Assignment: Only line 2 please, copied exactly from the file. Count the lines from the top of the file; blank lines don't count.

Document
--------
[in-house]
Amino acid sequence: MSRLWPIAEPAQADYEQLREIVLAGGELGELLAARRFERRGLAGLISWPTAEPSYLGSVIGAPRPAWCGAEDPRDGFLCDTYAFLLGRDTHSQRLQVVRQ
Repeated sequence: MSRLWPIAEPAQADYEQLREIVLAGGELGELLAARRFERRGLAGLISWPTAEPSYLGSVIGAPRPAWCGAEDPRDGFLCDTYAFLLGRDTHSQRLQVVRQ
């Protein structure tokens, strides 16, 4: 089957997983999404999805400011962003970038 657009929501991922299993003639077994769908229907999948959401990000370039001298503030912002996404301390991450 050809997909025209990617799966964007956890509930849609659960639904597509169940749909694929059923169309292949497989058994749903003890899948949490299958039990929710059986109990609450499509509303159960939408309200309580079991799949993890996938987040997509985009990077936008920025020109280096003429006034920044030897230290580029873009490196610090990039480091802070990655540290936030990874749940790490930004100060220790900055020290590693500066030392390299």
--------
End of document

Amino acid sequence: MSRLWPIAEPAQADYEQLREIVLAGGELGELLAARRFERRGLAGLISWPTAEPSYLGSVIGAPRPAWCGAEDPRDGFLCDTYAFLLGRDTHSQRLQVVRQ